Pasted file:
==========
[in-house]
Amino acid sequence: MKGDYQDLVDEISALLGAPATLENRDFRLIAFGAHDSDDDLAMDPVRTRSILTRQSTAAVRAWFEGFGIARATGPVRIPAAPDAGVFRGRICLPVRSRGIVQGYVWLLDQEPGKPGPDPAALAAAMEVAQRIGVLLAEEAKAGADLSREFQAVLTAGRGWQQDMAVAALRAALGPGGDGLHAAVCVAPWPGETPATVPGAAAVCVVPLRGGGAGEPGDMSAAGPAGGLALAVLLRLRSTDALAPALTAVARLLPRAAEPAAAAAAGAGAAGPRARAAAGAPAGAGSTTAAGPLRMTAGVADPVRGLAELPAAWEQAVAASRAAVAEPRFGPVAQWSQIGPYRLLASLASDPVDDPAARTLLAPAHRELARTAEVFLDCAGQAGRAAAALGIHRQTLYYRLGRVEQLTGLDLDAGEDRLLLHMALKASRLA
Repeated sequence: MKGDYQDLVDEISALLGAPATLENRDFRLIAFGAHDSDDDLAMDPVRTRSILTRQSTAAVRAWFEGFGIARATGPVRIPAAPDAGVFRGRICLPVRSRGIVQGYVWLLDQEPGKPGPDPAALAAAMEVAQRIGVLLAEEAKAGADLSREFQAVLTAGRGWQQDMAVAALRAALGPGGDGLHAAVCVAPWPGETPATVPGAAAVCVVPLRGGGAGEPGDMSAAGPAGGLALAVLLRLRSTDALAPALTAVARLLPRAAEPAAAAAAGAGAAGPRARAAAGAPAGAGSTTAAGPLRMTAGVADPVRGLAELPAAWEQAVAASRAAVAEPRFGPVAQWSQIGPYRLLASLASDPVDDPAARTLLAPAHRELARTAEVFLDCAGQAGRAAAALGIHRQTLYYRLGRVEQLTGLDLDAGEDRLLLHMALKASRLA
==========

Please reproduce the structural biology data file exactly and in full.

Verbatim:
[in-house]
Amino acid sequence: MKGDYQDLVDEISALLGAPATLENRDFRLIAFGAHDSDDDLAMDPVRTRSILTRQSTAAVRAWFEGFGIARATGPVRIPAAPDAGVFRGRICLPVRSRGIVQGYVWLLDQEPGKPGPDPAALAAAMEVAQRIGVLLAEEAKAGADLSREFQAVLTAGRGWQQDMAVAALRAALGPGGDGLHAAVCVAPWPGETPATVPGAAAVCVVPLRGGGAGEPGDMSAAGPAGGLALAVLLRLRSTDALAPALTAVARLLPRAAEPAAAAAAGAGAAGPRARAAAGAPAGAGSTTAAGPLRMTAGVADPVRGLAELPAAWEQAVAASRAAVAEPRFGPVAQWSQIGPYRLLASLASDPVDDPAARTLLAPAHRELARTAEVFLDCAGQAGRAAAALGIHRQTLYYRLGRVEQLTGLDLDAGEDRLLLHMALKASRLA
Repeated sequence: MKGDYQDLVDEISALLGAPATLENRDFRLIAFGAHDSDDDLAMDPVRTRSILTRQSTAAVRAWFEGFGIARATGPVRIPAAPDAGVFRGRICLPVRSRGIVQGYVWLLDQEPGKPGPDPAALAAAMEVAQRIGVLLAEEAKAGADLSREFQAVLTAGRGWQQDMAVAALRAALGPGGDGLHAAVCVAPWPGETPATVPGAAAVCVVPLRGGGAGEPGDMSAAGPAGGLALAVLLRLRSTDALAPALTAVARLLPRAAEPAAAAAAGAGAAGPRARAAAGAPAGAGSTTAAGPLRMTAGVADPVRGLAELPAAWEQAVAASRAAVAEPRFGPVAQWSQIGPYRLLASLASDPVDDPAARTLLAPAHRELARTAEVFLDCAGQAGRAAAALGIHRQTLYYRLGRVEQLTGLDLDAGEDRLLLHMALKASRLA